Analytics What is

What is Cognitive Analytics? – Definition

Cognitive Analytics

Cognitive Analytics

Cognitive Analytics is a field of Analytics that tries to mimic the human brain by drawing inferences from existing data and patterns, draws conclusions based on existing knowledge bases, and then inserts this back into the knowledge base for future inferences – a self-learning feedback loop.

Cognitive Analytics brings together a series of intelligent technologies that include semantics, artificial intelligence algorithms, deep learning, and machine learning. By applying these techniques, a cognitive application can become more intelligent and effective over time by learning from its interactions with data and with humans.

Cognitive Analysis

Cognitive Work Analysis (CWA) is a framework that was developed to model complex socio-technical work systems. The framework models different types of constraints, building a model of how work could proceed within a given work system.

Applied in the company, Cognitive Analysis can be used to close the important gap between large volumes of information and the need to make decisions in real-time.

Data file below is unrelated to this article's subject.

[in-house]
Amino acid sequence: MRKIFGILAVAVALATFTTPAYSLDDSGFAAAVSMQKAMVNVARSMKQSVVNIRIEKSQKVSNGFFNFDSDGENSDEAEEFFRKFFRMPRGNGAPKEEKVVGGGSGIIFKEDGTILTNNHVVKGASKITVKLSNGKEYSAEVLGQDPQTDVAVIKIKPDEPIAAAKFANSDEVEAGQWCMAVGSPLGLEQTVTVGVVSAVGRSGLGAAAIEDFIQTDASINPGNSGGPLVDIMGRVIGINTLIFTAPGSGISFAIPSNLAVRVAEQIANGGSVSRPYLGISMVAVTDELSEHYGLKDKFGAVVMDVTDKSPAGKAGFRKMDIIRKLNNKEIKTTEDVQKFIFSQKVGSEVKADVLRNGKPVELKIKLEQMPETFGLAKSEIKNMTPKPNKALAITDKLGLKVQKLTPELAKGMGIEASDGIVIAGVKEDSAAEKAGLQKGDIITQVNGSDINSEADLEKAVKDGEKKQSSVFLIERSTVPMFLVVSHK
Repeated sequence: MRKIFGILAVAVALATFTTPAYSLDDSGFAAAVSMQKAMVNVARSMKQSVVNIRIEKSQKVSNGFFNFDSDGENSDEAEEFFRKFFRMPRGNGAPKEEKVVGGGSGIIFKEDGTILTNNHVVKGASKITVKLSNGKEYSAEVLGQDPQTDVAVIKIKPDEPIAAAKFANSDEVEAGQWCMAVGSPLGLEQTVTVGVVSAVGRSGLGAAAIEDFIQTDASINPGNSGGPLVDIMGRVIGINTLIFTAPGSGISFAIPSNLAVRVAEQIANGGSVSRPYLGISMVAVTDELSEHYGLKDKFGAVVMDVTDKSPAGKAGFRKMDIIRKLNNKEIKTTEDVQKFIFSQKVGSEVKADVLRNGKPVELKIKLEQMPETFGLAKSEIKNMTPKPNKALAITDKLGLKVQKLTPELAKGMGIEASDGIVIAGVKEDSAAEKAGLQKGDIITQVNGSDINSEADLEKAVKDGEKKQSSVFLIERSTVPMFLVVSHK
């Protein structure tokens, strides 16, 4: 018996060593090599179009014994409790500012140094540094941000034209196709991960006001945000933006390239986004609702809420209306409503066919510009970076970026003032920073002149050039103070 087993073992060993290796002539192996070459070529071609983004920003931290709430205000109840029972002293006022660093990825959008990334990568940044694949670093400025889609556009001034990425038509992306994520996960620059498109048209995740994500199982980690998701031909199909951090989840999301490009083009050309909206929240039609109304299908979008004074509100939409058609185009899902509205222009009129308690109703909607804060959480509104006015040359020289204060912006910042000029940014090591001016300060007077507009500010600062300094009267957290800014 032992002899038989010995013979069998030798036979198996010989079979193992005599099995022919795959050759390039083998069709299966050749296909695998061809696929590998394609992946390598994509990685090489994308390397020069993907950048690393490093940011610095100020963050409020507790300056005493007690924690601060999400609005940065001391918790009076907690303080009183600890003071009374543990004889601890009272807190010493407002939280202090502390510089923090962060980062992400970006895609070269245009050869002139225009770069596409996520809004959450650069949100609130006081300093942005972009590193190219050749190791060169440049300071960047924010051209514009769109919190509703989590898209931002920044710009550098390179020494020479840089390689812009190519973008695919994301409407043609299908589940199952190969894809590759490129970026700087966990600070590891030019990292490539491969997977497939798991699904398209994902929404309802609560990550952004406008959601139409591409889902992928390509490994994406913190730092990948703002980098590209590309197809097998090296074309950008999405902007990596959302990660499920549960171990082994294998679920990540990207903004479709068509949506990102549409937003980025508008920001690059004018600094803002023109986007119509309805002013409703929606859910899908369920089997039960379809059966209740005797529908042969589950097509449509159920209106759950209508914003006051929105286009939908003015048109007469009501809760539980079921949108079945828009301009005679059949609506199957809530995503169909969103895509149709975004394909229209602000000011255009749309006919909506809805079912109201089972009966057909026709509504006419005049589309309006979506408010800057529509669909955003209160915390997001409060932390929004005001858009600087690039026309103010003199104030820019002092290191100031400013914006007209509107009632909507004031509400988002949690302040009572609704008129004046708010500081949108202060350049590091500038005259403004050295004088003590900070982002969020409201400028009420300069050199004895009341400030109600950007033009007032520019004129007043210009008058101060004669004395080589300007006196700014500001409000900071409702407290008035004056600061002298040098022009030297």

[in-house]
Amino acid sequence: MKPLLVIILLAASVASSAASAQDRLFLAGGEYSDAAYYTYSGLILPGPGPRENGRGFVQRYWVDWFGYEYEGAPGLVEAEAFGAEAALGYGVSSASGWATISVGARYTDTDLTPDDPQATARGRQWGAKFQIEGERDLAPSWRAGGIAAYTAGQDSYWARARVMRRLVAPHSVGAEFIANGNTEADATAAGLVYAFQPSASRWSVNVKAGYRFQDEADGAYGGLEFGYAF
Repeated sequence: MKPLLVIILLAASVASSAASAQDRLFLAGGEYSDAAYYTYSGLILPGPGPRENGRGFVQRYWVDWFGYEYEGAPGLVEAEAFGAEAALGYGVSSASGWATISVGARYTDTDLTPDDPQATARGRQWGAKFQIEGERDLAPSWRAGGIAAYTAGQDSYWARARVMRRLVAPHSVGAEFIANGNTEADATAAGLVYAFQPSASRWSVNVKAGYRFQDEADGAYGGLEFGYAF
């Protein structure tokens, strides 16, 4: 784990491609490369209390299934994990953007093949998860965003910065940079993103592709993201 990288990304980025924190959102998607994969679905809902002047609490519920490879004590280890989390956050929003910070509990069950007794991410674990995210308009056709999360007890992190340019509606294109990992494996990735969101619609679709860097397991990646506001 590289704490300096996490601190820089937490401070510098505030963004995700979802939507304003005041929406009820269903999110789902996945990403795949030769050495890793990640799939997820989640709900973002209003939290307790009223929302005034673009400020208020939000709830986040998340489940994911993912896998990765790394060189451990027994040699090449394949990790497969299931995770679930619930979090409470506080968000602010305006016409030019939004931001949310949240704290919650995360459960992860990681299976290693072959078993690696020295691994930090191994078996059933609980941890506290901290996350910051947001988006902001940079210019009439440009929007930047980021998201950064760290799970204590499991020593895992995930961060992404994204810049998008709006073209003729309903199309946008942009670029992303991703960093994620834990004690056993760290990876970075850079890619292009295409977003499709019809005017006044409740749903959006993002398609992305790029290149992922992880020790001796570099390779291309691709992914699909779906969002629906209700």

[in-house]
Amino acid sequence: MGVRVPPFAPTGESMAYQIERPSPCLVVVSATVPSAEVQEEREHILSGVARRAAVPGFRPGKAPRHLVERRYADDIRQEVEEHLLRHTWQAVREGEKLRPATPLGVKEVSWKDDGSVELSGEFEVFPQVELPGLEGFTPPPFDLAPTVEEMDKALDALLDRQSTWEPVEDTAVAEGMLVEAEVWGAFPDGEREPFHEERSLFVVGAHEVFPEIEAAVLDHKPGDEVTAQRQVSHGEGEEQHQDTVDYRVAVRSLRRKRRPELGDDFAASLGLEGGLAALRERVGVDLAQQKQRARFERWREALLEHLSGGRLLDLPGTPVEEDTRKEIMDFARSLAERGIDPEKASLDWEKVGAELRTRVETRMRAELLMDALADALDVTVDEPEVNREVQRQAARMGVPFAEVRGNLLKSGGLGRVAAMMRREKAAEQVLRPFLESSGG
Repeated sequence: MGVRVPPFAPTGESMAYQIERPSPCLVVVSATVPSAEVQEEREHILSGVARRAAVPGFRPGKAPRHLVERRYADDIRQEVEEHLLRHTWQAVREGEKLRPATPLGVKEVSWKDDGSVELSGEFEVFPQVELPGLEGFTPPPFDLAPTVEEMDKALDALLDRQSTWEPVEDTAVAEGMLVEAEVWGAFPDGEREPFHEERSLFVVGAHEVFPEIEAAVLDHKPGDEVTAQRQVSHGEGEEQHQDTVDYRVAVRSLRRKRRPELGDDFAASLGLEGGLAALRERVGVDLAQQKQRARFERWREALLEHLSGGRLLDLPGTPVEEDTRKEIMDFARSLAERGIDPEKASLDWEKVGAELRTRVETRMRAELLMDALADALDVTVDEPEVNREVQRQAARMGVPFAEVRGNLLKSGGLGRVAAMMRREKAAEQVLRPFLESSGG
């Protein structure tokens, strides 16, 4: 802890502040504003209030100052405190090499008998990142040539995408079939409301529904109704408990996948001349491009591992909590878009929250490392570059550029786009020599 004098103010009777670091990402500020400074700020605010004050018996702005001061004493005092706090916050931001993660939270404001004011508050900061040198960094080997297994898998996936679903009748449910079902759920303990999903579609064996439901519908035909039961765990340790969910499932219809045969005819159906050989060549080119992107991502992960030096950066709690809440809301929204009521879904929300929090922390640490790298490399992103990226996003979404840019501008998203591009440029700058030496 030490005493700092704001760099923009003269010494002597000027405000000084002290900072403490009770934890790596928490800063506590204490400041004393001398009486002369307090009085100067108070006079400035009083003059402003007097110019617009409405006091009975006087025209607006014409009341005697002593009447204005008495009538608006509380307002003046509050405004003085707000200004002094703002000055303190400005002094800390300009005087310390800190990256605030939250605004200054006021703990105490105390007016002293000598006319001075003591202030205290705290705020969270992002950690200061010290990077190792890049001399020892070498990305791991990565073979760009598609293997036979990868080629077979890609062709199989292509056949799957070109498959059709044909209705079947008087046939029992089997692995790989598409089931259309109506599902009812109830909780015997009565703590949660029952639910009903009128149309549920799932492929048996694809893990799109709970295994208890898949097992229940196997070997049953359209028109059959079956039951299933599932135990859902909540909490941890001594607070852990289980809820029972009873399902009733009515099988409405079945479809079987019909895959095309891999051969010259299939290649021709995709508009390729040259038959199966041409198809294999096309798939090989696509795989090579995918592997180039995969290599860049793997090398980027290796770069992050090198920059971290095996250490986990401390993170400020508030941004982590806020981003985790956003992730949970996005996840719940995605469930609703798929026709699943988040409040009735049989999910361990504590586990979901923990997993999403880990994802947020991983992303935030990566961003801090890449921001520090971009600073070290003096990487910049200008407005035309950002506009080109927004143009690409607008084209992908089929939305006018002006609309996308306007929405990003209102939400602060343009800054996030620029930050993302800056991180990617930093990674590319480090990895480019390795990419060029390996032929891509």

In-depth knowledge of information helps companies take advantage of the wide variety of information sources in their knowledge base to improve the quality of business knowledge, competitive positioning and provide an in-depth and personalized approach to customer service.

Commercial Applications of Cognitive Analytics:

1) Audience segmentation 

Audience segmentation is a crucial part of providing relevant messages to consumers. Most marketing specialists use demographic data to segment their audience into groups with similar desires and needs.

In contrast, Cognitive Marketing systems look for massive data sets from a wide variety of sources, such as web analytics, social networks, and purchasing behaviour, to find customer segments that exhibit similar behaviour.

2) Customizing the content 

After receiving the original content, a cognitive marketing engine could redesign the message so that virtually every person saw something different.

The system would use data from social networks, browsing behaviour, and even the feeling of communications with customer service to reformat content for a particular individual.

3) Customer Support 

Digital assistants on our phones, such as Siri, have preprogrammed answers to a limited number of requests and questions. Still, customer service technology with cognitive computing capabilities can understand natural language, accurately answer questions from people, and run customer service more efficiently.

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